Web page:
Cause of polarisation due to reflection?

In summary, Resnick and Halliday's Fundamentals of Physics (page 912) states that reflected light is partially polarized, with unequal magnitudes of parallel and perpendicular components of the electric field. At the Brewster angle, the reflected light is completely plane polarized. This polarization is a bulk property of the material's index ## n ## and is not related to atomic properties. The Fresnel relations are derived using Maxwellian boundary conditions. Further information can be found at the provided source.
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Wrichik Basu
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Quoting Resnick and Halliday's Fundamentals of Physics (page 912) on polarization by reflection:
In general, the reflected light also has both components (the parallel and perpendicular components of Electric Field) but with unequal magnitudes.This means that the reflected light is partially polarized—the electric fields oscillating along one direction have greater amplitudes than those oscillating along other directions.
It is also known that when light is incident at the interface at a particular angle θb, the Brewster angle, the reflected light is completely plane polarized.

Why does light get polarized when it gets reflected? What interaction on the atomic scale results in a polarised reflected light?

How can this be interpreted quantum mechanically?

I searched on Google, got this answer, but it's not satisfactory. Can anyone provide a better answer or source?
 
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Related to Cause of polarisation due to reflection?

1. What is polarisation due to reflection?

Polarisation due to reflection is a phenomenon where a wave of light or other electromagnetic radiation is restricted to a single plane of oscillation. This occurs when a wave reflects off of a surface at a particular angle, causing the electric field to only vibrate in a specific direction.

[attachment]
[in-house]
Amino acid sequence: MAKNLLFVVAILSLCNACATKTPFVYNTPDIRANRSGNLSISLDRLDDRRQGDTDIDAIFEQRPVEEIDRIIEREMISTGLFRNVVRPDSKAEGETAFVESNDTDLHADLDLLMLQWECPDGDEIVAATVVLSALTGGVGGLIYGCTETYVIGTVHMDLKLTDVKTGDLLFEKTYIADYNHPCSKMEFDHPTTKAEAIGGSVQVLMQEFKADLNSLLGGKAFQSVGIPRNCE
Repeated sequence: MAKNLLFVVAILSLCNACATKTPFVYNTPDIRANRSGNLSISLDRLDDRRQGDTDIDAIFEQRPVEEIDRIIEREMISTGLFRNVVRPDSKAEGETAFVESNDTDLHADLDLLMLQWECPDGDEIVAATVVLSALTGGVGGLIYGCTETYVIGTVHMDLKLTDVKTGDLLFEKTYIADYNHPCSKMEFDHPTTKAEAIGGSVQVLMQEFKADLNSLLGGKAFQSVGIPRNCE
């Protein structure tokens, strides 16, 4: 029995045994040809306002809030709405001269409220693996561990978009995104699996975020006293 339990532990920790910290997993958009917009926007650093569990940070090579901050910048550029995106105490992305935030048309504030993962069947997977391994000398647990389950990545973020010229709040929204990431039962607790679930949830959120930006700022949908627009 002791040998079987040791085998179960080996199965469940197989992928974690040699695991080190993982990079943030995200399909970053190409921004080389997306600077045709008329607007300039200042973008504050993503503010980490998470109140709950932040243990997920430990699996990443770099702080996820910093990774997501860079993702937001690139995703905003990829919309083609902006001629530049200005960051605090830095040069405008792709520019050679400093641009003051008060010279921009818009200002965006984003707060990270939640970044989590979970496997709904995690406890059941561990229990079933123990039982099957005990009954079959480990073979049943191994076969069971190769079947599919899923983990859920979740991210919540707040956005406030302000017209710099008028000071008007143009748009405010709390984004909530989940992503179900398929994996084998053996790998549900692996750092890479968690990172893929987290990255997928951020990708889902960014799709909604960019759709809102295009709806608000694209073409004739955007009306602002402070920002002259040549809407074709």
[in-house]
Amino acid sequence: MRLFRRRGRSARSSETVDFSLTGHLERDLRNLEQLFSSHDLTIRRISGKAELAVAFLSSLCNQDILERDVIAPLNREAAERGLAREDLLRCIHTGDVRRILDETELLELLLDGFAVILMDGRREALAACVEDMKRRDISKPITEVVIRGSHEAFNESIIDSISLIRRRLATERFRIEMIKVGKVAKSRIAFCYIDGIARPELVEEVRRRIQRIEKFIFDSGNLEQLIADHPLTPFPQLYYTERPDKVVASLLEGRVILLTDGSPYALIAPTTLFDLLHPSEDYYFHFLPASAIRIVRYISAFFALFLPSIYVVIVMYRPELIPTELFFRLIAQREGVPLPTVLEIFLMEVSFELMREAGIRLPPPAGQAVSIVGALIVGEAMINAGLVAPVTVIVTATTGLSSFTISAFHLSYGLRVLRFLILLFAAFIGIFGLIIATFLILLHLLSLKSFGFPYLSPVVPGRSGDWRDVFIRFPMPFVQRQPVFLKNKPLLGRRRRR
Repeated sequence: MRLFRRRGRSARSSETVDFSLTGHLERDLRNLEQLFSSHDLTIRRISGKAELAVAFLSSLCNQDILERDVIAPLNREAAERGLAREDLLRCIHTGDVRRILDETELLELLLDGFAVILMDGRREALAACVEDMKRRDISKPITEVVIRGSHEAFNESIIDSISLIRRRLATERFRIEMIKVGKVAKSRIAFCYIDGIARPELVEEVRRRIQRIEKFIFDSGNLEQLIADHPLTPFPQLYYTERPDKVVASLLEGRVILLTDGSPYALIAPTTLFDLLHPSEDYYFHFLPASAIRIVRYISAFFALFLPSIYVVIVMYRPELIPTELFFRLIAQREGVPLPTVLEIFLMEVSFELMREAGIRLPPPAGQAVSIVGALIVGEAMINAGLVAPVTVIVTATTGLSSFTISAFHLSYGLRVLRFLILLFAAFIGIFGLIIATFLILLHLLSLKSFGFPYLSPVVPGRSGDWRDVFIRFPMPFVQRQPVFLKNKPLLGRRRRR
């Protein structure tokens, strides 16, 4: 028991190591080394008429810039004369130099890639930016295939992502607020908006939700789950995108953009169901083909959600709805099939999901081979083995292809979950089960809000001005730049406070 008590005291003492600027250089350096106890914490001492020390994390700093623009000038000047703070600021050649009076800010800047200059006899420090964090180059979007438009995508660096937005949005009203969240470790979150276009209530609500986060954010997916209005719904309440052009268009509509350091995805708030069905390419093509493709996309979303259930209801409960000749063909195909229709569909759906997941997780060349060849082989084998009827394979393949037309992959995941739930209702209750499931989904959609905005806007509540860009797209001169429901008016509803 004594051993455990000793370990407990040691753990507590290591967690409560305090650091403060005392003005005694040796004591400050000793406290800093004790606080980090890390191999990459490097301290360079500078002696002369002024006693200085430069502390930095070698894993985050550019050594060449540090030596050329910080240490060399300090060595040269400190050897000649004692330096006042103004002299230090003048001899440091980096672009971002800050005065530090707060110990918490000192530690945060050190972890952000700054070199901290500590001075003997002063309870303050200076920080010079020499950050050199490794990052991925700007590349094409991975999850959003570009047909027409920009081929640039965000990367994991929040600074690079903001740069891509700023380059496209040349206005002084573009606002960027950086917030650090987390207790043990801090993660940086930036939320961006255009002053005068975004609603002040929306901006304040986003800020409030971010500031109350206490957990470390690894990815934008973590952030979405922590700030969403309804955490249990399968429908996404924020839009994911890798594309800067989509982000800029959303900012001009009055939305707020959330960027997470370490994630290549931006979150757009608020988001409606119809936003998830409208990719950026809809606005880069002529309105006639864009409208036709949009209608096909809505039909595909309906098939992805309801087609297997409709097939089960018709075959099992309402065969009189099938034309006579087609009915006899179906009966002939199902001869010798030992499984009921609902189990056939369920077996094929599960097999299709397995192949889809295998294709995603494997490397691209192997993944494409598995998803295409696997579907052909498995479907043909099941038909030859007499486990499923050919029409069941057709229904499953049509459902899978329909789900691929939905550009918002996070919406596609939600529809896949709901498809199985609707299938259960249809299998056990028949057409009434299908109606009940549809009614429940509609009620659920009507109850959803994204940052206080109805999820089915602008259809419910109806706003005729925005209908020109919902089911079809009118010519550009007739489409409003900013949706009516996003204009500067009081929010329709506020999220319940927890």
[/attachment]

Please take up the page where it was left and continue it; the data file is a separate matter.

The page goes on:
2. What causes polarisation due to reflection?

Polarisation due to reflection is caused by the selective absorption and reflection of light waves. When a wave reflects off of a surface, the electric field can be absorbed and reflected in different directions, resulting in polarisation.

3. How does polarisation due to reflection affect light?

Polarisation due to reflection can affect light by altering its properties, such as intensity and direction. This can be observed in various phenomena, such as glare from water and reflections off of car windows.

4. Can polarisation due to reflection be controlled?

Yes, polarisation due to reflection can be controlled through the use of polarising filters. These filters are designed to allow only specific polarised light waves to pass through, resulting in a reduction or elimination of polarised light.

5. What are the applications of polarisation due to reflection?

Polarisation due to reflection has various applications in fields such as optics, photography, and telecommunications. It is also used in polarising sunglasses to reduce glare and improve visibility. In addition, polarised light is used in scientific experiments to study the properties of light and other electromagnetic radiation.

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